I claim as my invention: .1. The combination with a plurality of spaced studding and a wall section, of insulating panels or boards interposed between adjacent studding and angularly disposed with respect thereto, each of said panels having one edge secured to a stud and the opposite edges of said panels being beveled and arranged in overlapping relation, and means .for securing said overlapped edges to said wall section in substantially air-tight relation whereby dead-air spaces are provided.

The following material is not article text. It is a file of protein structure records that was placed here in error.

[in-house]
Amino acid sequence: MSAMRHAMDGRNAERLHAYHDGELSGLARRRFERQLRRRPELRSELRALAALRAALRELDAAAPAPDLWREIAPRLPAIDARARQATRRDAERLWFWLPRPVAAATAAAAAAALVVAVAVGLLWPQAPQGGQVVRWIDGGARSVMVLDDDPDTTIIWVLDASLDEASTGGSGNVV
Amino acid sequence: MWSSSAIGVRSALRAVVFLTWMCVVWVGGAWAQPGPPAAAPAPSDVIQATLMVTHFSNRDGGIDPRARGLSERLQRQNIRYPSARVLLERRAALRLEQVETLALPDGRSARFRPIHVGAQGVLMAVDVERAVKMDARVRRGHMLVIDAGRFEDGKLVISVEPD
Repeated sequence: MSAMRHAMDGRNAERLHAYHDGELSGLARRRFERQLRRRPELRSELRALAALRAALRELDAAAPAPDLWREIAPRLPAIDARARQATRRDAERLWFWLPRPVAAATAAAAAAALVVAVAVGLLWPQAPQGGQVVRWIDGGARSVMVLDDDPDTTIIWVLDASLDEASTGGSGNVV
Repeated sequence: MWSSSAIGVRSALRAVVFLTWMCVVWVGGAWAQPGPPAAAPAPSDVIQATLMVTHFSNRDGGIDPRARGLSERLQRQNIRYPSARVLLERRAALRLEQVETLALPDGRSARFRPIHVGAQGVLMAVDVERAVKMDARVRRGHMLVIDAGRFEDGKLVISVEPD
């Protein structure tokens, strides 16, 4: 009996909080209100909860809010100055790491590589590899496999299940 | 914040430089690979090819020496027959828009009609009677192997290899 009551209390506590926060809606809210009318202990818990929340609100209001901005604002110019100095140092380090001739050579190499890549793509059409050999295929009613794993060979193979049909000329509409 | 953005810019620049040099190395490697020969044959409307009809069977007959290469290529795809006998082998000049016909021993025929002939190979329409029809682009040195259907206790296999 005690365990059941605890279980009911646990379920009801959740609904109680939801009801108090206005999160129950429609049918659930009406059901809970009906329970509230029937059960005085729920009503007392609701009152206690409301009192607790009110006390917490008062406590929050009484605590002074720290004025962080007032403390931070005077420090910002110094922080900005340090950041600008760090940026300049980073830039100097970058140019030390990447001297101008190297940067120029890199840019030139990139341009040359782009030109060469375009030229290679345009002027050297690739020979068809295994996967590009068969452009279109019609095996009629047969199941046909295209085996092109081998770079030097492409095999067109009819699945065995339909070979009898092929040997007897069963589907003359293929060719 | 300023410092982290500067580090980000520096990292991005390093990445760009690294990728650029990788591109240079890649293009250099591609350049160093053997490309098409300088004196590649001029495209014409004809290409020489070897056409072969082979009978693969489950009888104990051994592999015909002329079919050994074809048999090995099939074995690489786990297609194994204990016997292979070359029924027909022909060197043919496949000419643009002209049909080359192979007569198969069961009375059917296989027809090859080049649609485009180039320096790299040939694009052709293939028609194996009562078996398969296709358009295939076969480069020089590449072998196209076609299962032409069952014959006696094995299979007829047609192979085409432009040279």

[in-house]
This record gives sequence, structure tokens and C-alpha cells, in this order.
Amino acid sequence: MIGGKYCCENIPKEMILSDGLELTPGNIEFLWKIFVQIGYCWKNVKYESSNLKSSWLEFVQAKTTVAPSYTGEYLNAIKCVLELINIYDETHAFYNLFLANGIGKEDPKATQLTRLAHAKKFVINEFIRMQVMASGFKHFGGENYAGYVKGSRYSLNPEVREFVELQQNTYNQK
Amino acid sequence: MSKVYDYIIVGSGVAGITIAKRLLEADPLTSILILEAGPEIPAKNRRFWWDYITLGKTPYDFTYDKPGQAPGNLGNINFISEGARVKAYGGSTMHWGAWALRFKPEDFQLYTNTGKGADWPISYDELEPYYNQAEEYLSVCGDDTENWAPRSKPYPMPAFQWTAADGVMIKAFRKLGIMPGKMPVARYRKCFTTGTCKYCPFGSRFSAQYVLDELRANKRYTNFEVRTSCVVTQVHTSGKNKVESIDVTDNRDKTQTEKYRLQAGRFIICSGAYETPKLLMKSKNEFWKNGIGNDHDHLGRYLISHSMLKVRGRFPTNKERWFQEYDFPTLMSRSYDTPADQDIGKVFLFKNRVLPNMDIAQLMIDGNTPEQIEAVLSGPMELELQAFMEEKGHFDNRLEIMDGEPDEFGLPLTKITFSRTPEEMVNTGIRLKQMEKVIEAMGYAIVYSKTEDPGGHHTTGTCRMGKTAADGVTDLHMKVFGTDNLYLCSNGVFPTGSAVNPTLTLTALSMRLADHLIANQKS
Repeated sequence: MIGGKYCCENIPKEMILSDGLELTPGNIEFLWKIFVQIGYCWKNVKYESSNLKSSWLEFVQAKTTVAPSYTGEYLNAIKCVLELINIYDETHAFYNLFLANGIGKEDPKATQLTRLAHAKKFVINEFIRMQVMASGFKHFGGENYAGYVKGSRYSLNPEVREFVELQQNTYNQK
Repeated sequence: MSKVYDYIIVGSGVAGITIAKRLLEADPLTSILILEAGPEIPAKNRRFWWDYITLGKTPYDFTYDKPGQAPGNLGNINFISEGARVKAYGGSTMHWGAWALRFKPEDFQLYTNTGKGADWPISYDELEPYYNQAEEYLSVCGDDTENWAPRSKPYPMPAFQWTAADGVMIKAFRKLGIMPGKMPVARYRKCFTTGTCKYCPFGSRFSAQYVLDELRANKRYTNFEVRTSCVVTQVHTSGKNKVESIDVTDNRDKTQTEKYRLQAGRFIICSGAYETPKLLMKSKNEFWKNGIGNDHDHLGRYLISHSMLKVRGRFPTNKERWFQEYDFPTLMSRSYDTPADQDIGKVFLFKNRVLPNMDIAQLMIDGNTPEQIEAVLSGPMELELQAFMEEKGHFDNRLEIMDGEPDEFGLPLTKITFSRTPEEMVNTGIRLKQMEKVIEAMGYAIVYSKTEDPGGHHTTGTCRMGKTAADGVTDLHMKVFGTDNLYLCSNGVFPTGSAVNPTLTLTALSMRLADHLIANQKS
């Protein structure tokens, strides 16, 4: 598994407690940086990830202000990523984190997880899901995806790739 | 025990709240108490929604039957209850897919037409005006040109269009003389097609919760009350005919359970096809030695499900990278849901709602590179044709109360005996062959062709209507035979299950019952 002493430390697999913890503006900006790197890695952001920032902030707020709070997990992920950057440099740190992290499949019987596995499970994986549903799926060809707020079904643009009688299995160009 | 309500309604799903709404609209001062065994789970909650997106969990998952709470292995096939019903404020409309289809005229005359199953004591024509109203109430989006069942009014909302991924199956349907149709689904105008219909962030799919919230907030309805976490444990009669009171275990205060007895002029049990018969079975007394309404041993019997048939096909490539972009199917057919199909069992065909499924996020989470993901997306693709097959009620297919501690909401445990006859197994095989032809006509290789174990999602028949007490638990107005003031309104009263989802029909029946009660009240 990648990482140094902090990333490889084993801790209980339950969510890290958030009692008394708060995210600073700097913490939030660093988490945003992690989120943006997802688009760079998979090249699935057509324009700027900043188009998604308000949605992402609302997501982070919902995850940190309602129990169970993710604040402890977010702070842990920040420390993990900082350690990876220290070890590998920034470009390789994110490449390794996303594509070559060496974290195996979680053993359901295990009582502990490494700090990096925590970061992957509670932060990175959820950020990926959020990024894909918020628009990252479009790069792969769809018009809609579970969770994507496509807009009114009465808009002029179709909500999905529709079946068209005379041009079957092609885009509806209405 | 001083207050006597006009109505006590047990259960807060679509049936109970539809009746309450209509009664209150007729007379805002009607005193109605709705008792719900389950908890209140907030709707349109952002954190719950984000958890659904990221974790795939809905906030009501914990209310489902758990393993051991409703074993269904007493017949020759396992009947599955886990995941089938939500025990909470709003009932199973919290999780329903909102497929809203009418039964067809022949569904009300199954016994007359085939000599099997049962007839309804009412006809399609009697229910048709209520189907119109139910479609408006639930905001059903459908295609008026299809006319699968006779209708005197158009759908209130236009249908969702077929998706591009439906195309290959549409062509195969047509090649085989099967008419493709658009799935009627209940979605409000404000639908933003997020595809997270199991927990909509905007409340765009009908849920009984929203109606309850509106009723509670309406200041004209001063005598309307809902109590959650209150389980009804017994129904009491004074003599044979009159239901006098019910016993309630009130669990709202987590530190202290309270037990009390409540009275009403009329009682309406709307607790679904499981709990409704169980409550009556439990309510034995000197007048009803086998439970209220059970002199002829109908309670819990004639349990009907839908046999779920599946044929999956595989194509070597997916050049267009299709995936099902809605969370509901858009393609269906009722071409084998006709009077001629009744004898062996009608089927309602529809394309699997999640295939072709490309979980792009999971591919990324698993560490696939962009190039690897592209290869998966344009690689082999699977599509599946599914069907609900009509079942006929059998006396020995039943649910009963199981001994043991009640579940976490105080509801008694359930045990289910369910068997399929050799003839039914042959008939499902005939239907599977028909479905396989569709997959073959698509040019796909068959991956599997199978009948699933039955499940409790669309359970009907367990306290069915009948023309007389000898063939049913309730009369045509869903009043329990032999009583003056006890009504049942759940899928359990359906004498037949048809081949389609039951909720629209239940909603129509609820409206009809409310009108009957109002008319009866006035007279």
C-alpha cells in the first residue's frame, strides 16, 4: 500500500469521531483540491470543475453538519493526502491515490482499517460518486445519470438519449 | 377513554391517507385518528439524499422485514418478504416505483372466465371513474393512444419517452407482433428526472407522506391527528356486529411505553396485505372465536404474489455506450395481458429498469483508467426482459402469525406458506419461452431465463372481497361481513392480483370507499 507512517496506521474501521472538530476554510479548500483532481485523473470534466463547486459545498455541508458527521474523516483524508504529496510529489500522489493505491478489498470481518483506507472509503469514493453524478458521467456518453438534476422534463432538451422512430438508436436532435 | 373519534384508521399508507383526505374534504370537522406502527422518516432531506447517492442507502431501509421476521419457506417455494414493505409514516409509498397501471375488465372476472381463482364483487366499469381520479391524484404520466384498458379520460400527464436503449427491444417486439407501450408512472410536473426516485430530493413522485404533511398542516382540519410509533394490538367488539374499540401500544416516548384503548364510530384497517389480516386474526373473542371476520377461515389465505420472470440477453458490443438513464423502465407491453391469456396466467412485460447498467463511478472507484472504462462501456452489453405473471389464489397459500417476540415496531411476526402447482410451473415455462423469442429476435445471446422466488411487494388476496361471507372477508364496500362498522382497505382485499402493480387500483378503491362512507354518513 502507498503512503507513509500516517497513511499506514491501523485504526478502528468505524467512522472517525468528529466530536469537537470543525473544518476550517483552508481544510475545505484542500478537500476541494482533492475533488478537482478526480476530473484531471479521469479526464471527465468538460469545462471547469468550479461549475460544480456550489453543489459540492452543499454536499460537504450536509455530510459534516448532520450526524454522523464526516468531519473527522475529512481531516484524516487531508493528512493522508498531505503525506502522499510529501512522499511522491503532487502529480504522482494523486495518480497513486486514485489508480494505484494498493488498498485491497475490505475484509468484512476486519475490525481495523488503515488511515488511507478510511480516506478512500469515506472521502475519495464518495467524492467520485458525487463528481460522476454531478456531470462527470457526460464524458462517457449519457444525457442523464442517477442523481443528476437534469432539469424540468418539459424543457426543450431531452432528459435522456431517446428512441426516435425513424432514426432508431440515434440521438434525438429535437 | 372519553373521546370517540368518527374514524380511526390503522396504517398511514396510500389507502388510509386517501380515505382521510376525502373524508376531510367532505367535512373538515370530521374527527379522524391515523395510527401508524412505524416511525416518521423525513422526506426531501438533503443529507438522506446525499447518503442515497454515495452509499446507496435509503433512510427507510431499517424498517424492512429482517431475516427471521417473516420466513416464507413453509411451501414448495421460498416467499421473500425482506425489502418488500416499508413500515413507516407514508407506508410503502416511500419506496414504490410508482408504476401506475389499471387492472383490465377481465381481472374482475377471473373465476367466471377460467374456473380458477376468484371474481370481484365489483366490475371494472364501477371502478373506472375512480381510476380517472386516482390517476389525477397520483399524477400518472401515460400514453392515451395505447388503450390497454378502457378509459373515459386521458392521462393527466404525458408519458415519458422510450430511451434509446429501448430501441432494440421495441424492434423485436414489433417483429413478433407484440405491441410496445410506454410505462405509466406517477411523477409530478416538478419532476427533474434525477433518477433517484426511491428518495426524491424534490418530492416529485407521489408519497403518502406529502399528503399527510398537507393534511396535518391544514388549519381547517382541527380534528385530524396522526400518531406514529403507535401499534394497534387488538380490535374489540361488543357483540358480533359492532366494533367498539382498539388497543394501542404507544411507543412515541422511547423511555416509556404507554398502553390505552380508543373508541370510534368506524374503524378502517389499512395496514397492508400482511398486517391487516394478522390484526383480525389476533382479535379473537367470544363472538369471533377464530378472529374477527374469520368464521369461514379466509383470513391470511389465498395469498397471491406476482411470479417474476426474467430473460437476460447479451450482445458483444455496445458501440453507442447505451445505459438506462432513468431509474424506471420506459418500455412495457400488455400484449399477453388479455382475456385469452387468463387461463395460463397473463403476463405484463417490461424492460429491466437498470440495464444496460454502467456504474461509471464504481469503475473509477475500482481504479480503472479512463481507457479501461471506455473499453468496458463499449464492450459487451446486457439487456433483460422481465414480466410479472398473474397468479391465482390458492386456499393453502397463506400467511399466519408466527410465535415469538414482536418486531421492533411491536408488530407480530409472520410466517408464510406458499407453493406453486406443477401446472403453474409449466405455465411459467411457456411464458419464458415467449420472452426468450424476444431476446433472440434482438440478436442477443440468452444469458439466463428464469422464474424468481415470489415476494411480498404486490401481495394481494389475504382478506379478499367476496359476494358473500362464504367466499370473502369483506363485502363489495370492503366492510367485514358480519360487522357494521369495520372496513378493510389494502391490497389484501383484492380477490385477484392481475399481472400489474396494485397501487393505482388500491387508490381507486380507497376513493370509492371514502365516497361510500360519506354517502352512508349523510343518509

2. The combination with a plurality of spaced studding and a wall section, of insulating boards or panels interposed between adjacent studding andsangularly dis osed with respect to the medial plane 0 the wall, each of said panels having one edge secured to a stud, one of said panels having a beveled edge adapted to be seated against 65 said wall section, and the other of said panels having a beveled edge adapted to be seated against the surface of the first mentioned panel which is opposite to the beveled face thereof whereby the beveled edge portions of said panels are arranged in overlapping relation, and means for securing said overlapped edge portions to the wall section whereby the panels will tend to spread and cause the opposite edges thereof to seat tightly against the studding.